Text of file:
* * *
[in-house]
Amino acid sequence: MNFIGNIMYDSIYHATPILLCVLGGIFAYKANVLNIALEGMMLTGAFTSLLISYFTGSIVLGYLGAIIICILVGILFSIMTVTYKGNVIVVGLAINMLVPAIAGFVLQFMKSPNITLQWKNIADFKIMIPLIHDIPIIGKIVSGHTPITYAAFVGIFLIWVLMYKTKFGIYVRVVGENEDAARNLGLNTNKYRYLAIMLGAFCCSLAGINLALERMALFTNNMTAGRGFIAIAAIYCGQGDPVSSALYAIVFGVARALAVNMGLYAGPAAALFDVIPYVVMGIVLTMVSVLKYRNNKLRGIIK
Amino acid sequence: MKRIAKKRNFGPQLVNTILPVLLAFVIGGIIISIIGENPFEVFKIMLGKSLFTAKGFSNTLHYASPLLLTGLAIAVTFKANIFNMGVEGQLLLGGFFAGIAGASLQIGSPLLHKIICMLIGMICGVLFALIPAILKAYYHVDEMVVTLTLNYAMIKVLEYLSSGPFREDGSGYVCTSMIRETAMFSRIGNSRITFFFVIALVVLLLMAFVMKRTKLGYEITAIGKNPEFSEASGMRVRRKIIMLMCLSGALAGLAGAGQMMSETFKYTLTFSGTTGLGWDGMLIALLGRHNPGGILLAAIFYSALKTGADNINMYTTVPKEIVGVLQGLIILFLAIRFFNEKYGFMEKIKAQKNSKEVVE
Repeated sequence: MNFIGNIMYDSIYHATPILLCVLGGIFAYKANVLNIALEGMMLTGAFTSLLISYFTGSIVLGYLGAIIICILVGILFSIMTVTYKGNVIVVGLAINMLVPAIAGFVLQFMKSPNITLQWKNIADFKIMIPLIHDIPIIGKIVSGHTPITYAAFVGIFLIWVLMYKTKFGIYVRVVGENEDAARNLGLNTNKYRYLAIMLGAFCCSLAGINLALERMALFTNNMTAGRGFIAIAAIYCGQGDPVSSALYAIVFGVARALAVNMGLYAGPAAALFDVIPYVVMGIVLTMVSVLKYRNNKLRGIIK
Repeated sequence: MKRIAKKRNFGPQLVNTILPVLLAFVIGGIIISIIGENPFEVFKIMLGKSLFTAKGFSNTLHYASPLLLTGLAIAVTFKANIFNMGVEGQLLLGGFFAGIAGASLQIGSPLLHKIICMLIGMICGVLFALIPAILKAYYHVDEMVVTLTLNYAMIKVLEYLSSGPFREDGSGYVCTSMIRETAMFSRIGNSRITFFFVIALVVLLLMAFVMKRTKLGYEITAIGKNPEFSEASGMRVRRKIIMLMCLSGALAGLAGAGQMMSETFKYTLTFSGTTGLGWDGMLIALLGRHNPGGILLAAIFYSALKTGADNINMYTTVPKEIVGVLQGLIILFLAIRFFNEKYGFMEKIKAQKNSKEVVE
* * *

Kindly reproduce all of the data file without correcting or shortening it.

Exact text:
[in-house]
Amino acid sequence: MNFIGNIMYDSIYHATPILLCVLGGIFAYKANVLNIALEGMMLTGAFTSLLISYFTGSIVLGYLGAIIICILVGILFSIMTVTYKGNVIVVGLAINMLVPAIAGFVLQFMKSPNITLQWKNIADFKIMIPLIHDIPIIGKIVSGHTPITYAAFVGIFLIWVLMYKTKFGIYVRVVGENEDAARNLGLNTNKYRYLAIMLGAFCCSLAGINLALERMALFTNNMTAGRGFIAIAAIYCGQGDPVSSALYAIVFGVARALAVNMGLYAGPAAALFDVIPYVVMGIVLTMVSVLKYRNNKLRGIIK
Amino acid sequence: MKRIAKKRNFGPQLVNTILPVLLAFVIGGIIISIIGENPFEVFKIMLGKSLFTAKGFSNTLHYASPLLLTGLAIAVTFKANIFNMGVEGQLLLGGFFAGIAGASLQIGSPLLHKIICMLIGMICGVLFALIPAILKAYYHVDEMVVTLTLNYAMIKVLEYLSSGPFREDGSGYVCTSMIRETAMFSRIGNSRITFFFVIALVVLLLMAFVMKRTKLGYEITAIGKNPEFSEASGMRVRRKIIMLMCLSGALAGLAGAGQMMSETFKYTLTFSGTTGLGWDGMLIALLGRHNPGGILLAAIFYSALKTGADNINMYTTVPKEIVGVLQGLIILFLAIRFFNEKYGFMEKIKAQKNSKEVVE
Repeated sequence: MNFIGNIMYDSIYHATPILLCVLGGIFAYKANVLNIALEGMMLTGAFTSLLISYFTGSIVLGYLGAIIICILVGILFSIMTVTYKGNVIVVGLAINMLVPAIAGFVLQFMKSPNITLQWKNIADFKIMIPLIHDIPIIGKIVSGHTPITYAAFVGIFLIWVLMYKTKFGIYVRVVGENEDAARNLGLNTNKYRYLAIMLGAFCCSLAGINLALERMALFTNNMTAGRGFIAIAAIYCGQGDPVSSALYAIVFGVARALAVNMGLYAGPAAALFDVIPYVVMGIVLTMVSVLKYRNNKLRGIIK
Repeated sequence: MKRIAKKRNFGPQLVNTILPVLLAFVIGGIIISIIGENPFEVFKIMLGKSLFTAKGFSNTLHYASPLLLTGLAIAVTFKANIFNMGVEGQLLLGGFFAGIAGASLQIGSPLLHKIICMLIGMICGVLFALIPAILKAYYHVDEMVVTLTLNYAMIKVLEYLSSGPFREDGSGYVCTSMIRETAMFSRIGNSRITFFFVIALVVLLLMAFVMKRTKLGYEITAIGKNPEFSEASGMRVRRKIIMLMCLSGALAGLAGAGQMMSETFKYTLTFSGTTGLGWDGMLIALLGRHNPGGILLAAIFYSALKTGADNINMYTTVPKEIVGVLQGLIILFLAIRFFNEKYGFMEKIKAQKNSKEVVE